Plan your social video strategy

Letting your ‘corporate guard’ down here could really help customers get a feel for you and your staff as people, not just as a brand. Get yourself a presence on all of the most prominent social media networks, and use them daily! Experiment with different styles of content.

3) Capture user feedback in different ways

OK, so it’s not a design trend, but worth noting nonetheless. One trend that has emerged in 2016 is that we’re spending less time asking customers to complete lengthy surveys and questionnaires, which is great! There’s simply just BETTER ways to achieve this insight and data with software.

Heat maps used for A/B testing and improving UX Design

As A.I. continues to develop over the next 12-months, we’re bound to see an increase of savvy marketers using data provided from visual heat-mapping (eye movement) and analytical data provided from Google.

More brands are hiring client-side Testers. These individuals are being brought in to test out the simplicity of completing various assigned tasks on the website. Quicker routes to conversion obviously increase the chances to make more financial progress and our audiences have never been so distracted! Always be testing!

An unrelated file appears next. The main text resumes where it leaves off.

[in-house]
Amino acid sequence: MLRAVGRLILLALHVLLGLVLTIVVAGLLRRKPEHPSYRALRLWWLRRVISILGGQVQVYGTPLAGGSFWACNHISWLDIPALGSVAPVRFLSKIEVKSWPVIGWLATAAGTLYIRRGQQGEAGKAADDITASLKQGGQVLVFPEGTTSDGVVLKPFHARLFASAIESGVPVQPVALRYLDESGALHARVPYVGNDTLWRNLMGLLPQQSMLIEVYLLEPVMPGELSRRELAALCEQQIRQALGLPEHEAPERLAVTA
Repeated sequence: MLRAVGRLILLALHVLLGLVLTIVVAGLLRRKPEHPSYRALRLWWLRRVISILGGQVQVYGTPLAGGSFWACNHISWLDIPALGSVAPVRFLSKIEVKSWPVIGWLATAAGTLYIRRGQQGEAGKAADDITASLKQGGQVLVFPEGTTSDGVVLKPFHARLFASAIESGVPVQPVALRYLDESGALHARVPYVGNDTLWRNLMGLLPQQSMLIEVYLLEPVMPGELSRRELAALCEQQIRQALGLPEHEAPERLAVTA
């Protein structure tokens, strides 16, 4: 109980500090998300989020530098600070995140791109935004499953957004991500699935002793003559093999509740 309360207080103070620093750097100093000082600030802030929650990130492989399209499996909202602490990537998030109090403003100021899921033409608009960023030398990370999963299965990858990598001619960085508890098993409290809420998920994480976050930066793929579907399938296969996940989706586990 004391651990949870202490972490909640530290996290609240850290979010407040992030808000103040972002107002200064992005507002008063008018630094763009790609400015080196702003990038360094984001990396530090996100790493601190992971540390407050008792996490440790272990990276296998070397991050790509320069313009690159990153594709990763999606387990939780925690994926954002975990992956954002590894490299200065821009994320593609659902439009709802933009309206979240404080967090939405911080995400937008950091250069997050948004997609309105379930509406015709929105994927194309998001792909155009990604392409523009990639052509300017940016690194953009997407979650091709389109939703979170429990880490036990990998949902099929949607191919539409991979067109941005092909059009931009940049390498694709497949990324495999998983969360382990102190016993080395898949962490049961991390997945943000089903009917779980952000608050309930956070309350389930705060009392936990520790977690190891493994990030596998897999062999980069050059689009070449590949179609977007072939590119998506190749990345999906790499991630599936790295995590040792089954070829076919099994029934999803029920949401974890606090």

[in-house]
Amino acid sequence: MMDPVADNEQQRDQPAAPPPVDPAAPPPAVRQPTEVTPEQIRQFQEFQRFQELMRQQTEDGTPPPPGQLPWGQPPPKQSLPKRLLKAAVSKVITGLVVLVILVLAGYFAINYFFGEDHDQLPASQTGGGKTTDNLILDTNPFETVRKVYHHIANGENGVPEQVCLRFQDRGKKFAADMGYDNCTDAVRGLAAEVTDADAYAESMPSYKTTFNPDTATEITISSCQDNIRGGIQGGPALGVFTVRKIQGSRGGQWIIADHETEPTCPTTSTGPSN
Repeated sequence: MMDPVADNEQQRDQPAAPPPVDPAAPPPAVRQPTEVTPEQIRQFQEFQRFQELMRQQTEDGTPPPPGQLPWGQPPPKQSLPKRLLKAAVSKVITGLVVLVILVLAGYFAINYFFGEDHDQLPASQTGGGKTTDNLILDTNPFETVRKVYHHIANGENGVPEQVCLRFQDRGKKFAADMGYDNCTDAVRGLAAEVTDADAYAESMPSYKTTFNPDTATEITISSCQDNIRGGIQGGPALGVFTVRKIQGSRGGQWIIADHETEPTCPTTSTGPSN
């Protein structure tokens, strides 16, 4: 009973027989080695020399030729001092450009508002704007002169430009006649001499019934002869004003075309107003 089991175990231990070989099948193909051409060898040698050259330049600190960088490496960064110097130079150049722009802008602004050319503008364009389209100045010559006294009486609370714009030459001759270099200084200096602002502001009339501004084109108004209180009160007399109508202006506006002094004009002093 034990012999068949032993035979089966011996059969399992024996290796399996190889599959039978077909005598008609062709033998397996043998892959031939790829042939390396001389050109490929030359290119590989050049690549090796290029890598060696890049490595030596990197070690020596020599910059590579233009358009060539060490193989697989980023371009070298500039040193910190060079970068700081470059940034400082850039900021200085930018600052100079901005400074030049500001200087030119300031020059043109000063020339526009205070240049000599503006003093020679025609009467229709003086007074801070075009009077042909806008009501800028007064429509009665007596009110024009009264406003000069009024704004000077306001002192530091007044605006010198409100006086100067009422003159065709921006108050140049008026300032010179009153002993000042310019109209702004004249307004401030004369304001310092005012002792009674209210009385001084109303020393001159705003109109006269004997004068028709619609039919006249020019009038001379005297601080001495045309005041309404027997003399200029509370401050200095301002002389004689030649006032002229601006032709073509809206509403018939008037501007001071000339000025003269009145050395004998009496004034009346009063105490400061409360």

Why not try:

Eye-Tracking Software

At Limely, we use a great piece of predictive eye-tracking software called HotJar, ideal for experimenting with new landing pages and A/B testing the interactivity of users visiting and interacting with the site. You can get a free trial for 30 days, well worth a go!

Hire a Tester

Another route you could explore is hiring a professional Website/Software Tester. A contractor drafted in simply to test all elements of your website and produce a report on his/her findings and recommendations on achieving pre-defined goals.

4) Bold Duotone colour backgrounds

2016 saw the start of another unexpected colour trend, originating from the Silicon Valley startup culture, these vibrant hues and Duotone background images have really hit home with consumers from all walks of life.

Since the rise of the mobile user over the last 5 years, the handheld device market has seen a massive increase in screen resolution and UI/UX Designers are capitalising on this hardware with incredibly vivid colour palettes and bold typography.

5) Browser split-screen or 50/50 content

During 2015/2016, we saw a large increase in the now, very familiar, ‘Burger Navigation’. However, during the last few months we’ve witnessed even more javascript effects starting to being commonplace among recent re-designs.

Navigation effects such as slide-out, slide-in, pop-up and hide-reveal have now been majorly replaced by an even more BOLD visual effect, where designers are increasing the visibility of navigable items with large full-screen modal windows to display Navigation Menus on click.

This removes all distraction from the rest of the website and allows the user to clearly see all available pages/posts without the clutter. Great to UX and for guiding your users around to your desired conversion pages.